Money Moves Markets
Why investors should fade a possible ISM bounce
July 27, 2023 by Simon Ward
A bottoming out of the global stockbuilding cycle could be associated with a near-term recovery in manufacturing survey indicators. Money trends suggest that any revival will be modest / temporary and offset by wider economic weakness.
Economic news has been unusually mixed since end-2021, with GDP weakness contrasting with labour market strength and manufacturing deterioration offset by services resilience. Confusing signals have contributed to market hopes of a “soft landing”.
Sectoral and regional divergences may persist in H2 2023. The expectation here is that manufacturing survey weakness will abate but labour market data will worsen significantly. Money trends continue to cast strong doubt on soft landing hopes. Europe is likely to underperform the US.
The US ISM manufacturing new orders index – a widely watched indicator of industrial momentum – hit a low of 42.5 in January and retested this level in May before recovering to 45.6 in June.
Reasons for expecting a further rise include:
- The index has been in the 40s since September 2022 and the mean duration of sub-50 periods historically was eight months (ignoring episodes of three months or less).
- The global stockbuilding cycle remains on track to bottom out during H2 2023 and lows historically were usually preceded by a recovery in US / global manufacturing new orders.
- Recent price falls for raw materials and other production inputs may further incentivise firms to step up purchasing to maintain or replenish inventories.
Korean manufacturing is a bellwether of US / global trends and the latest Federation of Korean Industries survey reported a marked improvement in optimism, consistent with ISM new orders moving back above 50 – see chart 1.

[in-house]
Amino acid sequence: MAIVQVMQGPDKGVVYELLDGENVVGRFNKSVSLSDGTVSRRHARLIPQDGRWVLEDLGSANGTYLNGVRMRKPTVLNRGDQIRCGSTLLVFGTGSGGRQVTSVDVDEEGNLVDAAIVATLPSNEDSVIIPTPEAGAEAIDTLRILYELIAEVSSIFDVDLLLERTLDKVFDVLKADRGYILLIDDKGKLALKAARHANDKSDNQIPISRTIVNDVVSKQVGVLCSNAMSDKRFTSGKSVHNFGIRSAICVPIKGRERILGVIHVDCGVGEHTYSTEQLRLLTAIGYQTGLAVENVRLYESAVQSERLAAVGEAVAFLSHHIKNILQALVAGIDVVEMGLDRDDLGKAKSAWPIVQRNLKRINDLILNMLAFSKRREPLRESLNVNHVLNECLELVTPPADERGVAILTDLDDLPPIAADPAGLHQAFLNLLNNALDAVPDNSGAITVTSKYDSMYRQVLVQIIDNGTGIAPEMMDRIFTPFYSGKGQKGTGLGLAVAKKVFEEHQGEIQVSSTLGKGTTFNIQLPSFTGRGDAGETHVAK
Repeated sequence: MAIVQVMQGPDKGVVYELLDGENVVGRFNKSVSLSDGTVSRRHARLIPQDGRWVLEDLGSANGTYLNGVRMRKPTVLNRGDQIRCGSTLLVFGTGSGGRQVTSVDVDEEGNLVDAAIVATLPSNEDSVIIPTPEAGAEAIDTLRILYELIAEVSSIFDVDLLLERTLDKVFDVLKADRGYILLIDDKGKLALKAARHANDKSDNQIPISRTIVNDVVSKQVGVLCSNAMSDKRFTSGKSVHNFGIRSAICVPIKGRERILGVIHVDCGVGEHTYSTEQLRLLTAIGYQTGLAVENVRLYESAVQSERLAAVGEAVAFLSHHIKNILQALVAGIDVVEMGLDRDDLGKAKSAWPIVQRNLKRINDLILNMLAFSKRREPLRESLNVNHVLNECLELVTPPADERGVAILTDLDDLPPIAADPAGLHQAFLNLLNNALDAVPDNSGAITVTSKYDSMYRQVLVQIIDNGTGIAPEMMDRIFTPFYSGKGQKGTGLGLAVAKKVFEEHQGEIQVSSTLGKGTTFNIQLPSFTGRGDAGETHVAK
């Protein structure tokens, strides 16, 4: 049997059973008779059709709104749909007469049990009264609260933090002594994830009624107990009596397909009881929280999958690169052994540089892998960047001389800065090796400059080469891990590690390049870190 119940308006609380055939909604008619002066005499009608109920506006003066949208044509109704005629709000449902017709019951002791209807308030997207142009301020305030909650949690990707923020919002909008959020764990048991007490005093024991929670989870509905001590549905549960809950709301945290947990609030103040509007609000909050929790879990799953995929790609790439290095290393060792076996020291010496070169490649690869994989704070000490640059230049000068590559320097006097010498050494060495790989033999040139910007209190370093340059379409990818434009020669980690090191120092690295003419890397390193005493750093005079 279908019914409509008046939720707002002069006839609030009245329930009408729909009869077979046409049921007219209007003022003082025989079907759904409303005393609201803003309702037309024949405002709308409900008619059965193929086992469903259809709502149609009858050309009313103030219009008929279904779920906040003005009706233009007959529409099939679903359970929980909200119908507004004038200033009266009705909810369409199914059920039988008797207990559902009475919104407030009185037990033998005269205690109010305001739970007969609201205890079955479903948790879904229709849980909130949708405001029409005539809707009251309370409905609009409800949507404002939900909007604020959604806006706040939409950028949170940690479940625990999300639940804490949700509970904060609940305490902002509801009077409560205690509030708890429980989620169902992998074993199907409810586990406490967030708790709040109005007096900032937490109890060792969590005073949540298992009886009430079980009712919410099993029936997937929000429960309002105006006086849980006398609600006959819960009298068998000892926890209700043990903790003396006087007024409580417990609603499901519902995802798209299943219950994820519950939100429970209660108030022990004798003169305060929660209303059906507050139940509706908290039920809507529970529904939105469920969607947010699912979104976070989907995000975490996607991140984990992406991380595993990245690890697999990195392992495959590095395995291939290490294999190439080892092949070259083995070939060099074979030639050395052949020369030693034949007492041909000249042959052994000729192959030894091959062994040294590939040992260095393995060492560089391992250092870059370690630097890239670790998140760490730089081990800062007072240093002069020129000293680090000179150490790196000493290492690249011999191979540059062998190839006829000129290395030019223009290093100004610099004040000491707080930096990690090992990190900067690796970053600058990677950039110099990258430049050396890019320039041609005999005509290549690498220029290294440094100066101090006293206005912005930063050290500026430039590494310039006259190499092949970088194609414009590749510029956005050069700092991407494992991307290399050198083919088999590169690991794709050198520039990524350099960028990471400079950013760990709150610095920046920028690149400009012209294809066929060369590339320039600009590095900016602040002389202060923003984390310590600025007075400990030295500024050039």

Sustained recoveries in ISM new orders from the mid 40s into expansionary territory historically occurred against a backdrop of positive and / or rising six-month real narrow money* momentum. Current trends are unfavourable, with momentum still significantly negative and moving sideways – chart 2.
Examples of recoveries to above 50 without a supportive monetary backdrop include 1970 and 1989-90. In both cases the rise was modest (peaking below 55), short-lived and followed by a decline to a lower low. The recovery in 1970 occurred within an NBER-defined recession and in 1989-90 just before one.
An ISM rebound might not be mirrored by much if any revival in European manufacturing surveys. Money trends are even weaker than in the US, while the stockbuilding adjustment started later in the Eurozone and probably has further to run – charts 3 and 4.
*Narrow money definition used here = M1A = currency + demand deposits.